As the busy holiday travel season is upon us, I thought I’d post a follow-up to my “Don?t Believe Everything Airline Employees Say” blog. As you recall, a friend of mine was horrified when an OKC gate agent informed her that a new policy would soon require wheelchair-users to retrieve and recheck their wheelchairs at all connecting cities.
Of course it’s great to have your own wheelchair in a connecting city if you have a five hour layover; however if you only have an hour between flights you might not have ample time to retrieve and recheck it. So you can see why this supposed policy change is a such a concern.
In any case, a complaint was filed with the DOT, to which United Airlines replied. And I’m going to be perfectly frank here — their reply didn?t exactly instill me with confidence about their capability for correctly routing assistive devices.
According to United Airlines, the gate agent who checked-in my friend is actually a Service Director, Trainer and CRO. Of course they pointed out that the passenger’s wheelchair was indeed routed to her final destination, per her request. As for the gate agent’s comment about a future change in policy, well apparently that was “in reference to United’s new gate delivery tags, which do not have an area to indicate when a wheelchair is to be transported through to the final destination and not brought to the aircraft door at the connecting points.”
OK, can you see my concern here?
If the new tags don’t have a space for that information, aren’t they just rolling the dice here? Why eliminate the space for this very important information on the tag? Won’t it just confuse everyone?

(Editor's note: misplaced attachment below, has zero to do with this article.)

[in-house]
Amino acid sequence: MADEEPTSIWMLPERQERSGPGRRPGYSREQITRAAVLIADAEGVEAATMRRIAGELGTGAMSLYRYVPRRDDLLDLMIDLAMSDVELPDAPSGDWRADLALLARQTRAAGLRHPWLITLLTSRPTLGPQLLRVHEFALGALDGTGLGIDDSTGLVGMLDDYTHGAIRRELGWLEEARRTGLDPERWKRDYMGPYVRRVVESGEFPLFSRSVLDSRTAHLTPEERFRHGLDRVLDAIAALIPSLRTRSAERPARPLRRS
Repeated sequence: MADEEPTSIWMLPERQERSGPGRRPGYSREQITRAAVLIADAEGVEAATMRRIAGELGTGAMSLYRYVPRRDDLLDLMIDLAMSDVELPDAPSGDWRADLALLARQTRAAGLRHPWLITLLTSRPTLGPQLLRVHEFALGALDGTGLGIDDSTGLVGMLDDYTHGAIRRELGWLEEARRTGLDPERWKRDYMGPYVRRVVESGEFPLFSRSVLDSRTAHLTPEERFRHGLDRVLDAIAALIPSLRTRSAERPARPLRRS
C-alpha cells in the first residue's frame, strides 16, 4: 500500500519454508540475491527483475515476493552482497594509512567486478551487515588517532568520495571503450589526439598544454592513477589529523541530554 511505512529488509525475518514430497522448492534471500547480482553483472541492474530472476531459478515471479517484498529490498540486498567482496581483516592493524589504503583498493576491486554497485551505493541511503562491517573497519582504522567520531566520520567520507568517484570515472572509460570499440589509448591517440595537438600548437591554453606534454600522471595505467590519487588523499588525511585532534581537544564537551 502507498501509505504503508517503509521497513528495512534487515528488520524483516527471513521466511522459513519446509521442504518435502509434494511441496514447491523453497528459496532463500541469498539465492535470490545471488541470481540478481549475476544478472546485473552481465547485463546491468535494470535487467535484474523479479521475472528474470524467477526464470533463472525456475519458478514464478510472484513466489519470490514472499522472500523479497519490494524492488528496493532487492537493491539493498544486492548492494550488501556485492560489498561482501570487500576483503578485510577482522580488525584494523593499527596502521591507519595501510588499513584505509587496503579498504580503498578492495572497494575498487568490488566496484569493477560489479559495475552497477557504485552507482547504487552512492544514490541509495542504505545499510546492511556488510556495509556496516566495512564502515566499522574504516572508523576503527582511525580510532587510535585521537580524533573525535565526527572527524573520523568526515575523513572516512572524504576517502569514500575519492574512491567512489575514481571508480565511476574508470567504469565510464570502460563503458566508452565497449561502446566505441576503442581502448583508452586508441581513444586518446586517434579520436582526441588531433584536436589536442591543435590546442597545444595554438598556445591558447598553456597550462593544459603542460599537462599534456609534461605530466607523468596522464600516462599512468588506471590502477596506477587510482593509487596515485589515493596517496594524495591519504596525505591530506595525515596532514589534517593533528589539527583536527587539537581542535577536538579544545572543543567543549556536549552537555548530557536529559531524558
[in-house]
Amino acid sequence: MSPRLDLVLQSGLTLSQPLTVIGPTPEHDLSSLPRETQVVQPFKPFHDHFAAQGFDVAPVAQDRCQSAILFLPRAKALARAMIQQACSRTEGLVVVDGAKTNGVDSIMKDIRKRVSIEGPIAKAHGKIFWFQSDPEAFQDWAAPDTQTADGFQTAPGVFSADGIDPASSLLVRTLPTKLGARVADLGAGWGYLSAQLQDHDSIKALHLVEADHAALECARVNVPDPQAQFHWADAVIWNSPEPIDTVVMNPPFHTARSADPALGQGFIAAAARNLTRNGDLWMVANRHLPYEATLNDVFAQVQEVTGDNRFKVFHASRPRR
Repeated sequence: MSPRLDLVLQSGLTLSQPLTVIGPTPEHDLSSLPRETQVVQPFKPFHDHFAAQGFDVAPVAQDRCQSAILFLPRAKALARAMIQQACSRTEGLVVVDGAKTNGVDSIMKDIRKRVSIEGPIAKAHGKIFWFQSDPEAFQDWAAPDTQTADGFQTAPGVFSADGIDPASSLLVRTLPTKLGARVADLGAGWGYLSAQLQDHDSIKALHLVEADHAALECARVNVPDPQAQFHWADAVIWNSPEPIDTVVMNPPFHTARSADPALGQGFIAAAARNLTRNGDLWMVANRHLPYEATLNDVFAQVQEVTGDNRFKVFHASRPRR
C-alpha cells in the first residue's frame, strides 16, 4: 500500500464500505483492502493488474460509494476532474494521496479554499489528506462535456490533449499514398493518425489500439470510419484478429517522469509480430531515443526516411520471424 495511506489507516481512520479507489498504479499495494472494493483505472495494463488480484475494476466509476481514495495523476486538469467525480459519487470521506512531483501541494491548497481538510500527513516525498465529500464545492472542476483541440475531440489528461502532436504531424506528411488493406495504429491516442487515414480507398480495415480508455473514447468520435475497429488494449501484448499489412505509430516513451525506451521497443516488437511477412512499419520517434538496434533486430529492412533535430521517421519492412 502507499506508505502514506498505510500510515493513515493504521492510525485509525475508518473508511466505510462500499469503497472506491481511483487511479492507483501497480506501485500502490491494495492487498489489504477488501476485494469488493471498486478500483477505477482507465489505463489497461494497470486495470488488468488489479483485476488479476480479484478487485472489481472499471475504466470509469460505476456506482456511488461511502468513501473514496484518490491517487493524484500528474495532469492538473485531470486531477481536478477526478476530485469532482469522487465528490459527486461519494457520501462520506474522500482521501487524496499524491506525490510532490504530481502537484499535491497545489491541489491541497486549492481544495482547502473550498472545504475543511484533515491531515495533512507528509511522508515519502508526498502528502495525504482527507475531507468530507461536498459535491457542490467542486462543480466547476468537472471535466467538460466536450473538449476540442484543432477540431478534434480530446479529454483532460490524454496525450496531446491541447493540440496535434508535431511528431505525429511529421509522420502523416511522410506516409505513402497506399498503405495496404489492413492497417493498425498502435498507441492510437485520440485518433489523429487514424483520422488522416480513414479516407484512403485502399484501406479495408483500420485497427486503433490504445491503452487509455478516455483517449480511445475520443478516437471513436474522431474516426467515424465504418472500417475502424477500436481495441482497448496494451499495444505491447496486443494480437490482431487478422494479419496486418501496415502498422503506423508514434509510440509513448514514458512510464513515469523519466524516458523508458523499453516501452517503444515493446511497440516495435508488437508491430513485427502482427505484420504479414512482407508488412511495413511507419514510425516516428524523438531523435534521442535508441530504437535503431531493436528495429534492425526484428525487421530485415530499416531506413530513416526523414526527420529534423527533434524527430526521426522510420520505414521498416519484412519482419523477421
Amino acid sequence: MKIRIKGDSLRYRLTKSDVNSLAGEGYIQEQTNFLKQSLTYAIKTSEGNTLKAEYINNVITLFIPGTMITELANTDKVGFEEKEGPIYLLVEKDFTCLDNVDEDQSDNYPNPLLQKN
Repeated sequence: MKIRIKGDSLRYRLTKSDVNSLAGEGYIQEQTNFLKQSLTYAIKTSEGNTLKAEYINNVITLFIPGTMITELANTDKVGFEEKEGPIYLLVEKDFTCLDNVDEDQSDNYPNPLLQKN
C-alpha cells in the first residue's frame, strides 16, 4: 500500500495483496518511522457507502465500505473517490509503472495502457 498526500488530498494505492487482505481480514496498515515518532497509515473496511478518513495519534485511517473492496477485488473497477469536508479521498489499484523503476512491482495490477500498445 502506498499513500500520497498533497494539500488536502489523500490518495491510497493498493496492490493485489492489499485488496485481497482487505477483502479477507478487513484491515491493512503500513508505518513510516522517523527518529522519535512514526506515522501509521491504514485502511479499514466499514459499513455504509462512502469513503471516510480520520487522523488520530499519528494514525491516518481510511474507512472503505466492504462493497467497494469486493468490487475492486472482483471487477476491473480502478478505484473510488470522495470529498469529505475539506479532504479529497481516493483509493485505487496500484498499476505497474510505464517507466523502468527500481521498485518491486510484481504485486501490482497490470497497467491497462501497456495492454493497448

Granted in this case, we had a gate agent who knew how to modify the tag, and baggage handlers who were able to understand the modification. Yes, it all worked out, but I also have to point out that my friend is a experienced flyer and a very good self advocate.
But what happens when a newbie traveler and a rookie gate agent encounter the same issue?
My contact at United assures me that “we will be monitoring all of the policies to make sure that there are no misunderstandings.”
Sure, but if you don’t know what your options are, how can you even complain when there is a “misunderstanding”?
At this point, the only thing I can do is to advise folks to watch out for this potential problem (misunderstanding) when flying with United. And if you run into any problems (misunderstandings), ask to speak to a CRO to make sure your wheelchair is routed according to your wishes. Hopefully United will look into changing their new tags so this won’t be an issue; but until then, flyer beware!